For most organizations, the start of a new year signals a time for assessment and planning. Disciplined organizations will do this via a strategic planning retreat. While these are sometimes informal sessions, more often they are conducted in a structured environment away from the office. In this appropriated environment, stakeholders can have a frank, solutions-minded conversation about the issues and opportunities facing the company.

To be productive, these sessions demand a high degree of candor from every participant. That requirement raises the question of the appropriateness and role of the organization’s leader. Should the leader attend the strategic planning retreat? Should he or she be in the room? If so, should the leader direct the conversation or even have a voice in the discussions?

We argue that a leader should be involved in a strategic planning retreat, provided he or she is there as an equal participant and not a facilitator. As with anything, there are pros and cons to this consideration. Weighing them can give you the best sense of what questions and conversations are necessary to set up the session and the leader for success.

Tip Checklist Strategic Planning Retreat Leader

Generally, if the leader is primarily responsible for approving decisions that others will own, it is not necessary for them to be a part of the session. However, that is rare. Leaders usually bear a lot of responsibility for approving strategy and implementing ideas and solutions – making them essential to a strategic planning retreat.

The question then becomes how to ensure they inspire productive discussions and outcomes, rather than inhibiting honesty and squelching creativity. You can employ a very straightforward facilitation technique to encourage the leader to embrace his or her role.


The Facilitation Approach to Preparing a Leader for a Strategy Session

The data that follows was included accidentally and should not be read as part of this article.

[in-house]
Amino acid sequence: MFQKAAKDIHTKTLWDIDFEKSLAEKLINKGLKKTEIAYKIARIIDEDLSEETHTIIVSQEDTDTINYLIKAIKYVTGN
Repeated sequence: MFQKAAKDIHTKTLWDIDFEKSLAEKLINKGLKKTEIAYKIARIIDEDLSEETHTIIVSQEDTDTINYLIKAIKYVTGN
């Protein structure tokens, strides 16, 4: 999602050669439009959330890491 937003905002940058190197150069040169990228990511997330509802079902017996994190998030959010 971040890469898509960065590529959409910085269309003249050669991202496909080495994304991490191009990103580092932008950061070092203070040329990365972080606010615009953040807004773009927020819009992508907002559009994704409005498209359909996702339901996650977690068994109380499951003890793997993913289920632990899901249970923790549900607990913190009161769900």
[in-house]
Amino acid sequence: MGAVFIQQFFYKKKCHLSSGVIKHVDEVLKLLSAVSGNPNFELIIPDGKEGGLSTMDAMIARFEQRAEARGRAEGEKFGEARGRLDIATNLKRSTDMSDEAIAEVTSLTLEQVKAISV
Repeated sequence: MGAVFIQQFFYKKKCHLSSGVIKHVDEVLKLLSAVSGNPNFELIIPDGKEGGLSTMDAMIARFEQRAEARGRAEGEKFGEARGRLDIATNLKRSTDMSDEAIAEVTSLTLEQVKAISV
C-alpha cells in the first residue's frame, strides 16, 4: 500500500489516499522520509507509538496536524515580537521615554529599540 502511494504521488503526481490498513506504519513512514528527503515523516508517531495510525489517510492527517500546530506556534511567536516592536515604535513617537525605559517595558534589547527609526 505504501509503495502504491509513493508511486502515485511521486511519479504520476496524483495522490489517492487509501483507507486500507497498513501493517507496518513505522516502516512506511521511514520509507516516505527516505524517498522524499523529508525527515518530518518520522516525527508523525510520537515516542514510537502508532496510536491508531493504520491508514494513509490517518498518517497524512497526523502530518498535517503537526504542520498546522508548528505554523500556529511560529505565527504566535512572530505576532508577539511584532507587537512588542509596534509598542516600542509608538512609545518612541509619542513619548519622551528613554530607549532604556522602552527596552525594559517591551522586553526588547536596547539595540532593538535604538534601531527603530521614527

During the pre-session interview with the leader, ask the leader to agree to participate in a specific way as follows. 


During the session, I think it would be very helpful if you would permit your people to state their opinions first before you state your views. On any particular issue, please avoid being the first, second or even the third person to speak.

If you can add support to a position, feel free to state the support and indicate why. If you can add support to multiple positions, this is even better because it encourages the team members to look at all sides. But again, allow others to state their opinions before giving yours. If the group seems to be missing an idea, after several have spoken, please feel free to add your ideas.

The key here is that we want the group to know that you are participating, but not driving. Will this work for you?



It will indeed. I am very interested in seeing who speaks up and who doesn’t.

In most situations where a member of our team has helped an organization to prepare for a strategic planning retreat, laying the groundwork with a simple conversation like this one is positive and offers useful guidance for the leader.

Our team is available to help you prepare for and conduct your strategy sessions. Please Contact Us, chat us, or call us at 1-800-824-2850.